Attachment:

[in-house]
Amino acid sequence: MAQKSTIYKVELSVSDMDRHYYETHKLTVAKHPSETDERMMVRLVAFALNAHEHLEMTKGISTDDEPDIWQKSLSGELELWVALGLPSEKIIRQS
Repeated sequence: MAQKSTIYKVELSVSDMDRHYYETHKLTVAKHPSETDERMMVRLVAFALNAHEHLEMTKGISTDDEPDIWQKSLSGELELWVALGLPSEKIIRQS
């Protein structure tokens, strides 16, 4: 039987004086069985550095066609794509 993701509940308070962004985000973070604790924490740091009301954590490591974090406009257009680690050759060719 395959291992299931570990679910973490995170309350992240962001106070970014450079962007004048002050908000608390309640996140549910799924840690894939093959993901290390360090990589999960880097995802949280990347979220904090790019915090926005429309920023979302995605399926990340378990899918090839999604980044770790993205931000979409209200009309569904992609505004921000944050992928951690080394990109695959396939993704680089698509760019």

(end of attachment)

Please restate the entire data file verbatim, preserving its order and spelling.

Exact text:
[in-house]
Amino acid sequence: MAQKSTIYKVELSVSDMDRHYYETHKLTVAKHPSETDERMMVRLVAFALNAHEHLEMTKGISTDDEPDIWQKSLSGELELWVALGLPSEKIIRQS
Repeated sequence: MAQKSTIYKVELSVSDMDRHYYETHKLTVAKHPSETDERMMVRLVAFALNAHEHLEMTKGISTDDEPDIWQKSLSGELELWVALGLPSEKIIRQS
């Protein structure tokens, strides 16, 4: 039987004086069985550095066609794509 993701509940308070962004985000973070604790924490740091009301954590490591974090406009257009680690050759060719 395959291992299931570990679910973490995170309350992240962001106070970014450079962007004048002050908000608390309640996140549910799924840690894939093959993901290390360090990589999960880097995802949280990347979220904090790019915090926005429309920023979302995605399926990340378990899918090839999604980044770790993205931000979409209200009309569904992609505004921000944050992928951690080394990109695959396939993704680089698509760019």